When the Queen received Sir Robert Peel she told him that she regretted the outgoing Ministers, and added, “ You must not expect me to give up the society of Lord Melbourne.” Peel acquiesced, not ungraciously. Then she said she hoped there would be no dissolution of Parliament. Peel demurred, with some surprise : it might be impossible to carry on without a dissolution. Then he began to talk of

some modification of the Ladies of the Household.” “ The Queen stopped him at once, and declared she would not part with any of them.” But at that first interview Sir Robert Peel failed to realise how keenly the Queen felt on the subject. “ She received him," says Greville “ (though she dislikes him) extremely well, and he was perfectly satisfied.” Next day he sent for Lord Ashley, and from the record of their interview, transcribed from the diary of the latter in Hodder's “Life of the Earl of Shaftesbury," it is evident that he had no idea from that first conversation how determined the Queen was that he should not interfere with her ladies. The extract is as follows:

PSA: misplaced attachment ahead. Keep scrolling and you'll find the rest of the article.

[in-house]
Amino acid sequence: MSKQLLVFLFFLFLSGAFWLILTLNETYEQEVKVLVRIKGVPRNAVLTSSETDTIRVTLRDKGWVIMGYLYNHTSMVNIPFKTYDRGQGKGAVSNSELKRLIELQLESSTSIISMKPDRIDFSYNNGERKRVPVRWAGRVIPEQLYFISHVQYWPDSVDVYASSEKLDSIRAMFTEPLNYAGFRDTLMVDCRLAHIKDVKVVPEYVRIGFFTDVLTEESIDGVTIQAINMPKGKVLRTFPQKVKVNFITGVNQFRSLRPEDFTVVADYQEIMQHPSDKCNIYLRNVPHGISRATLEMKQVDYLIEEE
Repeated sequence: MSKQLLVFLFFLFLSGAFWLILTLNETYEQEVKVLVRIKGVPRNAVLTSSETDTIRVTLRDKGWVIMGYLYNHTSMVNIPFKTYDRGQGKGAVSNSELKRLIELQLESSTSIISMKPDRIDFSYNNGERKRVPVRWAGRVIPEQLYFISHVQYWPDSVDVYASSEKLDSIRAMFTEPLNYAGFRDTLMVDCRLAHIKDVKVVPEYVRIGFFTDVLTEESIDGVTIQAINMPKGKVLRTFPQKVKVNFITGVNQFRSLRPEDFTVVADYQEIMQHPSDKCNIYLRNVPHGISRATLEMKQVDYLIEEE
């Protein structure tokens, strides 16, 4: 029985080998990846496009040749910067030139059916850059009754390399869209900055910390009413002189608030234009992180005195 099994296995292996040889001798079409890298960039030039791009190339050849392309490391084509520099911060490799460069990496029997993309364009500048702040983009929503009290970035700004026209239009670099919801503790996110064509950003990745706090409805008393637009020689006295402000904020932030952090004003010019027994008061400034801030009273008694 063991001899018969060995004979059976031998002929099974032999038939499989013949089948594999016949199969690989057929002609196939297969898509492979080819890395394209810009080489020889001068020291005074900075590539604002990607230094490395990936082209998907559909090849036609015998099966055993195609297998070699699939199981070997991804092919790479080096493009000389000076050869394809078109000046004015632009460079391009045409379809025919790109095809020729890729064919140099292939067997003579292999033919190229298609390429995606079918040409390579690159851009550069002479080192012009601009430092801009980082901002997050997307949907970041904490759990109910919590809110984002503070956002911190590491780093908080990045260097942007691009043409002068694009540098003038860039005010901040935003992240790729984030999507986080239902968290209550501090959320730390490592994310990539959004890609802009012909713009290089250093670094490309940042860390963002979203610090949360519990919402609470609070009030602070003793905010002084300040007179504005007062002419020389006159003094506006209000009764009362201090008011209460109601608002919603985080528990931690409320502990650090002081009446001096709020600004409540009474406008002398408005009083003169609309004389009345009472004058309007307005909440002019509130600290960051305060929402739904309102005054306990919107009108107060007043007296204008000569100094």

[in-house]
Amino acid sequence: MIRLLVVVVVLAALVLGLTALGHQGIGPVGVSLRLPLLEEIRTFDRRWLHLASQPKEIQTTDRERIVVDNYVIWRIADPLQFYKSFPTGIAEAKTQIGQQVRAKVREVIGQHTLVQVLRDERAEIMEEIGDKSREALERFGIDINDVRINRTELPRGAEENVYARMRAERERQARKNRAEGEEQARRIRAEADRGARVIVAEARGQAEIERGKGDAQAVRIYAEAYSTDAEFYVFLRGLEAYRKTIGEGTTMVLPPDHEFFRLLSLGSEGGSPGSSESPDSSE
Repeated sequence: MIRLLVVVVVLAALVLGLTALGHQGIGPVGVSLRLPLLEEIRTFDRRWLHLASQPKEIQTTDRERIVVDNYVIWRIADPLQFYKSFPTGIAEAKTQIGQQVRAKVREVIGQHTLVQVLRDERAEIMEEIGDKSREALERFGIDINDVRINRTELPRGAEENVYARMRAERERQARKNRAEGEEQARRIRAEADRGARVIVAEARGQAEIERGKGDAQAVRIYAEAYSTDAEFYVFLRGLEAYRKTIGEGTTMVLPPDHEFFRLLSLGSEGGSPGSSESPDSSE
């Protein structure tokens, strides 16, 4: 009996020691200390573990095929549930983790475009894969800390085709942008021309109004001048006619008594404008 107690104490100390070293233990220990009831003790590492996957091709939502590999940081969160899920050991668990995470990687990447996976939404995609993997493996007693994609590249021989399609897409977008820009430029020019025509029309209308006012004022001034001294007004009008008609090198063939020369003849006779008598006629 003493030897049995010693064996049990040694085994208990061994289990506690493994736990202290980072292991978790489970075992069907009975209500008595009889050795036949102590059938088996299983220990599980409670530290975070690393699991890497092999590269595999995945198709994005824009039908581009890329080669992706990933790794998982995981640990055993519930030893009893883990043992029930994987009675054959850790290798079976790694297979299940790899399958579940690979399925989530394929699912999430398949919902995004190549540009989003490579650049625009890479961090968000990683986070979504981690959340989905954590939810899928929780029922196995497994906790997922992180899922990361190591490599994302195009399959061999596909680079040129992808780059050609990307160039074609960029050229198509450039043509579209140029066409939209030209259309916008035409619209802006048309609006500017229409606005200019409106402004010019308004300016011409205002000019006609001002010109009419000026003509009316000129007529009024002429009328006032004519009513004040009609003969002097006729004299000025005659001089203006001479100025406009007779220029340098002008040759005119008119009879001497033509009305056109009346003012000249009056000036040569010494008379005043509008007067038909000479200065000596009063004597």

“On morning of 9th May (Thursday) received letter from Peel desiring my instant attendance. Went thither . . . he opened conversation by saying that the sense of his responsibility weighed him down. •Here am I,' added he, .called on to consider the construction of the Queen's Household, and I wish very much to have your free and confidential advice on the subject. I remember that I am to provide the attendants and companions of this young woman, on whose moral and religious character depends the welfare of millions of human beings. What shall I do? I wish to have those around her who will be, to the country and myself, a guarantee that the tone and temper of their character and conversation will tend to her moral improvement. The formation of a Cabinet, the appointment to public offices, is easy enough ; it is a trifle compared to the difficulties and necessities of this part of my business. Now,' said he, will you assist me ? Will you take a place in the Queen's household? Your character is such in the country, you are so connected with the religious societies and the religion of the country, you are so well own, and enjoy so high a reputation, that you can do more than any